2022 Ottoneu Arbitration League and Team Data

Arbitration wrapped up Monday and before we move onto trade season (though some of you already have), it’s worth looking back at what happened in arbitration and what we can learn from it.

For this article, I limited myself to only leagues that are Ottoneu Prestige League-eligible, meaning they have no unique economic rules and have exactly 12 teams. I also removed any leagues that did not complete arbitration. Who does and does not do their allocations is not random (more engaged managers are more likely to complete arbitration) so keeping those leagues in would skew the data.

League Level Data

All teams must receive a minimum of $11 in arbitration ($1 from each other team in their league) and a maximum of $33 ($3 from each other team). In practice, only two leagues actually used this full range, primarily because only two leagues had a team receive only $11. While 52 teams had at least one team receive $33, only 42 leagues had a team receive $15 or less. At the other end of the spectrum, two leagues tied for the “smallest range” as both had a range of $9 (both from $20-$29).

For anyone who has gone through this process before, this is not a huge surprise. Most teams, in most leagues, are either a) good teams that competed and therefore deserve allocations or b) bad teams that rebuilt and have some good value players who deserve arbitration. As a result, allocations tend to skew towards the high end of the range, with relatively few teams left at the bottom. You can see that on this histogram below:

The average league had a $16 range, from about $16 on the low end to about $32 on the high end.

Of the 52 leagues that had at least one team receive the full $33, nine leagues handed out the full $33 to multiple teams – seven leagues gave it to two teams; two leagues gave it to three teams.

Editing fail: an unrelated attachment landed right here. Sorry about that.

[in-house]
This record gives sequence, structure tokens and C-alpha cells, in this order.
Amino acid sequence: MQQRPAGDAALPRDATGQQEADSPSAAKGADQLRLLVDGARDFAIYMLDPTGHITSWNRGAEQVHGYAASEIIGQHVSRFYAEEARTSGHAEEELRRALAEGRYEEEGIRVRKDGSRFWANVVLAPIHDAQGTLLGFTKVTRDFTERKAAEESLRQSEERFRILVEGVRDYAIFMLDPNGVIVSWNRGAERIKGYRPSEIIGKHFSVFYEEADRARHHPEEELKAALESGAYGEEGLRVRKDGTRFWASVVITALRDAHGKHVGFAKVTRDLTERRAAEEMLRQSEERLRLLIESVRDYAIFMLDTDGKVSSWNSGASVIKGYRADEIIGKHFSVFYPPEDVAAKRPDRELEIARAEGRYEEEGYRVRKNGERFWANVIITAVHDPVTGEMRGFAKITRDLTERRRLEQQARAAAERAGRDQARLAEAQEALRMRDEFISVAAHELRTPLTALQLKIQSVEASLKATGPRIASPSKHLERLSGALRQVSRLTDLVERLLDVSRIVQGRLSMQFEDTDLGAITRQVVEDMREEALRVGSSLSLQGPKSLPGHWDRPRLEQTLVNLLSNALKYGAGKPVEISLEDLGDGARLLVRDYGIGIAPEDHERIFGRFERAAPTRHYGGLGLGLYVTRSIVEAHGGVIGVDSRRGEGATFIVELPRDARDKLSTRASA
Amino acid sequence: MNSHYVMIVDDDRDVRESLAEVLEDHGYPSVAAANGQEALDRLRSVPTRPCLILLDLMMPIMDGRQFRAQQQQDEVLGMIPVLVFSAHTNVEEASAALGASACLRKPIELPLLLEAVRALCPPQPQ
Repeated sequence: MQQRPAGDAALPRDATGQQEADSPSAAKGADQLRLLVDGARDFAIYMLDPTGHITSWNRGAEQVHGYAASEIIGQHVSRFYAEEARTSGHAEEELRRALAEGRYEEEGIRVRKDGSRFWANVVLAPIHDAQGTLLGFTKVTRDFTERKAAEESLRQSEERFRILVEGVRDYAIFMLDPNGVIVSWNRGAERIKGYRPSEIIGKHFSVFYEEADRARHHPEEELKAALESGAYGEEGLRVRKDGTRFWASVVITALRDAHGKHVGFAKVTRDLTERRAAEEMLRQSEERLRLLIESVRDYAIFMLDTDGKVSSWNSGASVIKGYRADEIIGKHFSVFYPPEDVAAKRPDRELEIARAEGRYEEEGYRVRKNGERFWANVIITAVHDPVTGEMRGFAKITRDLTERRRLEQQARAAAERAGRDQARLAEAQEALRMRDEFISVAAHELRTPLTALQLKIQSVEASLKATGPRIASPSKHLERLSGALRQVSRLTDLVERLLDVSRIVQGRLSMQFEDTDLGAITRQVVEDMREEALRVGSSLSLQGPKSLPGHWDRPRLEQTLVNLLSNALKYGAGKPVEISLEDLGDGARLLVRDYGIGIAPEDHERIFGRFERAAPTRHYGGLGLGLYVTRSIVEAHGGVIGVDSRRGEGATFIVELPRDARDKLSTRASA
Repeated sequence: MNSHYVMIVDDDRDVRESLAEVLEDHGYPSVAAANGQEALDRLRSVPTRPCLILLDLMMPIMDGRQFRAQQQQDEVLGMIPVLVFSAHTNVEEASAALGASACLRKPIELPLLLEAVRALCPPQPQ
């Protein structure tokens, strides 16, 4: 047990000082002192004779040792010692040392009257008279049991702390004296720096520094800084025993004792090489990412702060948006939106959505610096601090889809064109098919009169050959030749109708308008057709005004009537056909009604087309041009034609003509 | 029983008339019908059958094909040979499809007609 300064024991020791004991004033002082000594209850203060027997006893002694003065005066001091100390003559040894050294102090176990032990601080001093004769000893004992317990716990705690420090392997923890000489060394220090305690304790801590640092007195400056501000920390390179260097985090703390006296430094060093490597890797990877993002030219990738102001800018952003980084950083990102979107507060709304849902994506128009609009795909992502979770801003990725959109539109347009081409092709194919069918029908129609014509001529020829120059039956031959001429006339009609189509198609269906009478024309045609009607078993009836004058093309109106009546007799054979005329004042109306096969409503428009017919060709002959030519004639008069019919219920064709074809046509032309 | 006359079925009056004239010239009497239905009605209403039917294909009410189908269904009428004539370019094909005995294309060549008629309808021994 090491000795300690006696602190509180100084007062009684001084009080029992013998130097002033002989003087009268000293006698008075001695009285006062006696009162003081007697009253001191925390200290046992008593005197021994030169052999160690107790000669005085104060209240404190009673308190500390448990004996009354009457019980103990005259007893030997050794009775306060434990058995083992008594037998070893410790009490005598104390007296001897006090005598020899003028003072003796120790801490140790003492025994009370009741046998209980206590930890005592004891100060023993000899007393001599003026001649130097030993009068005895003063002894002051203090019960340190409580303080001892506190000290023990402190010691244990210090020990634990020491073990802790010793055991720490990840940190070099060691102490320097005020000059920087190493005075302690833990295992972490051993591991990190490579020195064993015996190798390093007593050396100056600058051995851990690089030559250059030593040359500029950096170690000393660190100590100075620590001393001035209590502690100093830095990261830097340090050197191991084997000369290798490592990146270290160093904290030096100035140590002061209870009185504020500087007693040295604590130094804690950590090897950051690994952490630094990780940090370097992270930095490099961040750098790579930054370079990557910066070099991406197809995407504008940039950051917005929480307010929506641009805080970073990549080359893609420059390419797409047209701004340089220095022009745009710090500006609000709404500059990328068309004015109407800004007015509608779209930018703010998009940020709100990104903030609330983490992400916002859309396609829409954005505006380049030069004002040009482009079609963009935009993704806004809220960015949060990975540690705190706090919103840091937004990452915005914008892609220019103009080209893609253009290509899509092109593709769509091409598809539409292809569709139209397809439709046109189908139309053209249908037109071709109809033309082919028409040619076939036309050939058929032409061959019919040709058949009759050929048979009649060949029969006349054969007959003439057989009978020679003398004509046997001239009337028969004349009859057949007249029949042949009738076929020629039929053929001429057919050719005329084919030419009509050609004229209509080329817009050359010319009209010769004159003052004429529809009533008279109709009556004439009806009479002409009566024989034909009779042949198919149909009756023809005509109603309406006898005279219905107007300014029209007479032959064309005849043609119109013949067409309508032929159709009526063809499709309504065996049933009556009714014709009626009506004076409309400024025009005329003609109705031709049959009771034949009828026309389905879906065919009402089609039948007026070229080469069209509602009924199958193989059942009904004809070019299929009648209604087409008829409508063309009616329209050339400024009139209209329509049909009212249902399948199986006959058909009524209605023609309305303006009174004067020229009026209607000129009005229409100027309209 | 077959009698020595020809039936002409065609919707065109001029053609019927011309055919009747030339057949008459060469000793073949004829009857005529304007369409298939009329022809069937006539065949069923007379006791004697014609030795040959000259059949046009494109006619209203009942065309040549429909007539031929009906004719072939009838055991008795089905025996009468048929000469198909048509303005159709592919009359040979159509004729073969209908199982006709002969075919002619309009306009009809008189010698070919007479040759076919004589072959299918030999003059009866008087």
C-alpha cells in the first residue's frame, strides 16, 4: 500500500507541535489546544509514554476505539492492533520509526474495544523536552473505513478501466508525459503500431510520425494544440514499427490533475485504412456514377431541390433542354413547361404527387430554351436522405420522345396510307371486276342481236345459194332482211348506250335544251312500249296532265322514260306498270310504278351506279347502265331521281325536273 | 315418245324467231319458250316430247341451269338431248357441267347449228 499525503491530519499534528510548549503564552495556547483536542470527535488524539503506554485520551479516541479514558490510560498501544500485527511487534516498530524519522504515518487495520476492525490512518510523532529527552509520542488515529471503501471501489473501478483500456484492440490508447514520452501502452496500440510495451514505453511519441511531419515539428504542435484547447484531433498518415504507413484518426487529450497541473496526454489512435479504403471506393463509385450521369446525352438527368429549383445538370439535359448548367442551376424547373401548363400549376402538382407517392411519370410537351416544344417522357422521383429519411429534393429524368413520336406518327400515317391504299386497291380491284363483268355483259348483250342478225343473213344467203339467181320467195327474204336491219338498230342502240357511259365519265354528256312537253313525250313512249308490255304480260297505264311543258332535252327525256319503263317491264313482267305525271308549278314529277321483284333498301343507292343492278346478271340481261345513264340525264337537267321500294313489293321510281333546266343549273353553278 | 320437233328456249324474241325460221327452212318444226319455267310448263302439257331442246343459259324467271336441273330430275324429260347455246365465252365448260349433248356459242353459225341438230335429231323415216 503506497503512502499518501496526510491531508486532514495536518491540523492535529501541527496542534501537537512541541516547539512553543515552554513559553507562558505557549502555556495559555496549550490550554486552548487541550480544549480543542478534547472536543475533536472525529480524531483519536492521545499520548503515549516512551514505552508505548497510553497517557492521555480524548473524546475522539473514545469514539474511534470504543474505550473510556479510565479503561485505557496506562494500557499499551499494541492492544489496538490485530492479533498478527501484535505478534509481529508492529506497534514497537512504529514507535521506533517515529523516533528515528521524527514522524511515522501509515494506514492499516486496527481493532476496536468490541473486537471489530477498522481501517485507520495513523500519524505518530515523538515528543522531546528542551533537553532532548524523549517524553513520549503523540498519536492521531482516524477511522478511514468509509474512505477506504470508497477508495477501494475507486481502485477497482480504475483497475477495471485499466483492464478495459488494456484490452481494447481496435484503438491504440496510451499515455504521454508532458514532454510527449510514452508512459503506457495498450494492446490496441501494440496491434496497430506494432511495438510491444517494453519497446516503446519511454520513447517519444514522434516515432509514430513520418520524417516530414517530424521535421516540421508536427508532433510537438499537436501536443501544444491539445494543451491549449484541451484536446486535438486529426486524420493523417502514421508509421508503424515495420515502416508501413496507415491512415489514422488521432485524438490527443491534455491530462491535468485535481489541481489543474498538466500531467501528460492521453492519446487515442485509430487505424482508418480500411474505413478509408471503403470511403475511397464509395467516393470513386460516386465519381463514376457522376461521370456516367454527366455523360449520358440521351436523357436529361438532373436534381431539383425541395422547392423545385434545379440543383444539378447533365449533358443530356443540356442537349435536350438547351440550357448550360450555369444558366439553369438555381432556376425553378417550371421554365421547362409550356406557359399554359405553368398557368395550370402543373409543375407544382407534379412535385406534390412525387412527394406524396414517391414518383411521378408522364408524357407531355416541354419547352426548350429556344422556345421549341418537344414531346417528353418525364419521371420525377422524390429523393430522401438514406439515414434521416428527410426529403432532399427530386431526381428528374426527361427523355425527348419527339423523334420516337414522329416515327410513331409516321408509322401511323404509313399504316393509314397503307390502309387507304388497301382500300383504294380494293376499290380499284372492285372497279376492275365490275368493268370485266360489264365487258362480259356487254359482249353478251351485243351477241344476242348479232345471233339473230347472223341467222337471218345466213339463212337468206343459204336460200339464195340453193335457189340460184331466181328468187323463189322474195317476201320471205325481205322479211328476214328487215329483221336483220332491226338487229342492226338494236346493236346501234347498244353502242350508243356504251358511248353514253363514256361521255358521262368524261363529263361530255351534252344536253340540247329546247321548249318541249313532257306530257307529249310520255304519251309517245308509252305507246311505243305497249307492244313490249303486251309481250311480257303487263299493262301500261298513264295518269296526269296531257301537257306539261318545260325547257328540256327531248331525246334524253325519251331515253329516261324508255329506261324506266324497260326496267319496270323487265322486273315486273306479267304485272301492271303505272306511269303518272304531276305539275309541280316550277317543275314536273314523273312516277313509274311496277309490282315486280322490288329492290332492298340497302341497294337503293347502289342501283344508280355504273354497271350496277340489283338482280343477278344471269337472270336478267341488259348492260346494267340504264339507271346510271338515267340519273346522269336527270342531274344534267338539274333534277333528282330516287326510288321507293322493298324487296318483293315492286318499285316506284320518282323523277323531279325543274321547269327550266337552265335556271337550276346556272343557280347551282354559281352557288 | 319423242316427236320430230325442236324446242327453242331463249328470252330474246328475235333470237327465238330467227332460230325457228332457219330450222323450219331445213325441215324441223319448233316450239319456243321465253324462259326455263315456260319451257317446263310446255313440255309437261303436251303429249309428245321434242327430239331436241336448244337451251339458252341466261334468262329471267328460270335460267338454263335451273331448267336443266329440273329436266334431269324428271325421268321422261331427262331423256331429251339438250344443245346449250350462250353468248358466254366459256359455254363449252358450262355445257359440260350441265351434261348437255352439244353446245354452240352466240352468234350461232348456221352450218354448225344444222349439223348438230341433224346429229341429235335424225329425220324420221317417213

Team Level Data

The biggest question on team-level data is “what teams get hit with the most arbitration.” And the first data point isn’t a huge surprise:

Not surprisingly, teams allocate a lot of dollars to the teams that win. In fact, based on the R-squared between standings place and dollars allocated to a team, about 46% of how much a team gets in arbitration can be explained by where they finished in the just-ended season. Every spot you move up costs you, on average, about $1.

One theory bandied about on Ottoneu Slack was that the order teams are listed on the arbitration menu might have an impact. When a manager goes to make their allocations, the teams are listed in order of their Ottoneu team ID number, which is effectively the order the team (not the manager) joined the league. Managers speculated that being at the top or the bottom of that list might lead to bigger or smaller allocations – maybe managers allocate a lot early and then run short later and tighten the pursestrings? Or maybe they are cautious early and then dump whatever is left at the end?

The R-squared for the relationship between menu order and dollars allocated per team is extremely low: .0015. This suggests there is basically no relationship between menu order and dollars allocated. But looking at a bar chart like the one above calls that into question:

Note that this is on a very different scale than the chart above, done to draw attention to the fact that teams listed first on the menu get about $0.50 more than teams in any other spot, while teams listed second get less than any other spot. What explains this?